Unreal Engine 5.2 Introduces Procedural Content Generation for Fast Creation of Large Game Worlds

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Image: Unreal Engine

Epic Games has announced that Unreal Engine 5.2 is now available for download. This new version of Epic’s next-generation game engine is headlined by two new features, with one being Procedural Content Generation, which remains in early testing as an “experimental” feature but promises to allow developers to create large worlds fast and efficiently as part of its framework, including both in-editor tools and a runtime component. Unreal Engine 5.2 also introduces Substrate, a new feature that, according to a comparison shot of a virtual Rivian EV that Epic Games shared, enables a greater range of surface appearances. Existing Unreal Engine users can download Unreal Engine 5.2 from the Epic Games launcher, while first-time users can find the download link on unrealengine.com.

Unreal Engine 5.2 Features

  • Procedural Content Generation framework
  • Substrate
  • Enhanced virtual production toolset
  • Apple Silicon support
  • New ML Deformer sample

From an Unreal Engine post:

Unreal Engine 5.2 offers an early look at a Procedural Content Generation framework (PCG) that can be used directly inside Unreal Engine without relying on external packages. The framework includes both in-editor tools and a runtime component.

The PCG tools enable you to define rules and parameters to populate large scenes with Unreal Engine assets of your choice, making the process of creating large worlds fast and efficient.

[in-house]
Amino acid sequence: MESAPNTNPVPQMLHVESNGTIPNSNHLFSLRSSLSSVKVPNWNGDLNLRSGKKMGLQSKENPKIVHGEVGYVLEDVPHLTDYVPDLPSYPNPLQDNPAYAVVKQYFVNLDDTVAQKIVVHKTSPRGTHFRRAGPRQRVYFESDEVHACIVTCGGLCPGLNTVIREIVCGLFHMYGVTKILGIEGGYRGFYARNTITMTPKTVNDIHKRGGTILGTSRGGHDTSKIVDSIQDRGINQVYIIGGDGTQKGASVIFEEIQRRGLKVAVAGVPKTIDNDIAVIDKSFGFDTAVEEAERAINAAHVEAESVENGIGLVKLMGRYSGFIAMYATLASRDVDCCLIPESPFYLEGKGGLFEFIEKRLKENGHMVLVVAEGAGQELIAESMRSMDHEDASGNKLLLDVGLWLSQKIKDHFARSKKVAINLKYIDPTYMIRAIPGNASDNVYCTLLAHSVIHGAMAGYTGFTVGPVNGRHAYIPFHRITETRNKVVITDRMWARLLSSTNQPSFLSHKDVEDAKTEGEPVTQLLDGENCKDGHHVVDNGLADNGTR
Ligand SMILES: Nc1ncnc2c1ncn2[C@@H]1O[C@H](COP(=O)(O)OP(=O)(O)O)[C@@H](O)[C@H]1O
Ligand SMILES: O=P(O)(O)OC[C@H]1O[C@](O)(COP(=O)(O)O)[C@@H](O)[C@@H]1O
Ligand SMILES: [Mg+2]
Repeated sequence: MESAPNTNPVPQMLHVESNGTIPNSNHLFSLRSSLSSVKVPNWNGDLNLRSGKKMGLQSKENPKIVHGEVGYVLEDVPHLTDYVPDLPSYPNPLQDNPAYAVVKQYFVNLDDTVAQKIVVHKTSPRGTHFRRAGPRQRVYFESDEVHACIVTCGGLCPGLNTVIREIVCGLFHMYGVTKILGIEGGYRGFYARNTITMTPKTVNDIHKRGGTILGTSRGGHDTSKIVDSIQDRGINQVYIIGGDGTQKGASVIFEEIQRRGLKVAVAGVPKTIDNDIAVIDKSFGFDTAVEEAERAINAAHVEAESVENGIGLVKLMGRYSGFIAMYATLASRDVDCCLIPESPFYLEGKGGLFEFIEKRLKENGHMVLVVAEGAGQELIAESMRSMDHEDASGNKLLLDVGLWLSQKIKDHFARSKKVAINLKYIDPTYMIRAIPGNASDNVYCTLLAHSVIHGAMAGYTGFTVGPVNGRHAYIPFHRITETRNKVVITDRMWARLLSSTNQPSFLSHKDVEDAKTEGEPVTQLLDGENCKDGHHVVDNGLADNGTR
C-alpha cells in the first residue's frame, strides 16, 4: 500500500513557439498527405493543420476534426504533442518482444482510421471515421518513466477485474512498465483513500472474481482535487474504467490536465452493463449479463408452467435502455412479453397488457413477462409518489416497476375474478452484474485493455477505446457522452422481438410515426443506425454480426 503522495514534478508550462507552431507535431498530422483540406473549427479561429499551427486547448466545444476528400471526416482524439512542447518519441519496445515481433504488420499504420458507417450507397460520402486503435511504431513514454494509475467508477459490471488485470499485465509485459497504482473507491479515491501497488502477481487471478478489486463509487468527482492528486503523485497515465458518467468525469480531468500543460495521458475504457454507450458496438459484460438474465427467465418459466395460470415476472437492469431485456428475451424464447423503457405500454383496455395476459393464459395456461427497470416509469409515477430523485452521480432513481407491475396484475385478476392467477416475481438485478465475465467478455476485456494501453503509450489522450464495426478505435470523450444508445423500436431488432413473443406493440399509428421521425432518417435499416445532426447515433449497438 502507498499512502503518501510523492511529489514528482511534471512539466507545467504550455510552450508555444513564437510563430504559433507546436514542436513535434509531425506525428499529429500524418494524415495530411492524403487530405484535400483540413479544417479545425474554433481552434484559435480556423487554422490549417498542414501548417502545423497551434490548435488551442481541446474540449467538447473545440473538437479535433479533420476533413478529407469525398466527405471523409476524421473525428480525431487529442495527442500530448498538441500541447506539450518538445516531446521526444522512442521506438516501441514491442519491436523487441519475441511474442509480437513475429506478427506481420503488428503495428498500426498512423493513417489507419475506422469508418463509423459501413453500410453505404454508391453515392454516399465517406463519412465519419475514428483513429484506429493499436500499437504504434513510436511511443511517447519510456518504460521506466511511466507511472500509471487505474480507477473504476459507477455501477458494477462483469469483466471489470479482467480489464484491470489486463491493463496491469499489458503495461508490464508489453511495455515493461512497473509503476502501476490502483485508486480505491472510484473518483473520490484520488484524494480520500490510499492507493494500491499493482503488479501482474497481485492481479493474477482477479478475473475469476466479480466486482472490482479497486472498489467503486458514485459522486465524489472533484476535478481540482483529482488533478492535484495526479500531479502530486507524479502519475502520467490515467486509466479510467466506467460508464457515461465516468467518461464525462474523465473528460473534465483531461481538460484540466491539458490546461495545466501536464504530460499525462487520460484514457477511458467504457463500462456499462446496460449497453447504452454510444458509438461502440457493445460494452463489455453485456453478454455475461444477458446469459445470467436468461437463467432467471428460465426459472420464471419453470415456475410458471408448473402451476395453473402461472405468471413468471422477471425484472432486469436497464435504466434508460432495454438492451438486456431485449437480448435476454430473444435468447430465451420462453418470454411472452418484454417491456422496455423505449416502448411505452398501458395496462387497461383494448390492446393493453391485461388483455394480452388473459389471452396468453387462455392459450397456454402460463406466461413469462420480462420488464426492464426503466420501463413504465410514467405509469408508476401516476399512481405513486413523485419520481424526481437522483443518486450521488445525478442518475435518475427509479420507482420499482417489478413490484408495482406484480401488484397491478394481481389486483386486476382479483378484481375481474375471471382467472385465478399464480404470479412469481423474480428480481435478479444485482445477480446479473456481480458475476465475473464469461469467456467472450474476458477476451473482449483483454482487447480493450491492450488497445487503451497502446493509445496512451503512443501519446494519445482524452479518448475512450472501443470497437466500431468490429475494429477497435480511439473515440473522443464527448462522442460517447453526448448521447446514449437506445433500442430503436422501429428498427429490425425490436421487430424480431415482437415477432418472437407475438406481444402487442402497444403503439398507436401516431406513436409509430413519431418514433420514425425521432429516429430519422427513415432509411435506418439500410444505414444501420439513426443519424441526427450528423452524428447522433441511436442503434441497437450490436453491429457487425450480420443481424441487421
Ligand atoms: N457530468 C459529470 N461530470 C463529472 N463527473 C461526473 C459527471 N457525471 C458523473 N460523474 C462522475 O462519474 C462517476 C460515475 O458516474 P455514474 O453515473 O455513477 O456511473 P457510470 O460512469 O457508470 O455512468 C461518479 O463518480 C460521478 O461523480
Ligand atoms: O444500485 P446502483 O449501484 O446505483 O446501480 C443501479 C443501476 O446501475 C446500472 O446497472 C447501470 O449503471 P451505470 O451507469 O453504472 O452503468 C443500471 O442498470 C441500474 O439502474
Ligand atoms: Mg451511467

The runtime component means that the system can run inside a game or other real-time application, so that the world can react to gameplay or geometry changes. The PCG tools can also be used for linear content requiring substantial numbers of assets, such as large architectural projects or film scenes.

This is an Experimental feature that will be further developed over future releases.

This release also introduces Substrate, a new way of authoring materials that gives you more control over the look and feel of objects used in real-time applications, such as games, and for linear content creation.

When enabled, it replaces the fixed suite of shading models with a more expressive and modular multi-lobe framework that provides a greater range of surface appearances and a wider parameter space from which to work. It is especially powerful for describing layered looks, for example “liquid on metal” or “dust on clear coat.”

To test out Substrate, you can enable it in the project settings. As an Experimental feature, we do not recommend using it for production work; we welcome feedback to continue to refine its functionality.

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Tsing Mui
News poster at The FPS Review.

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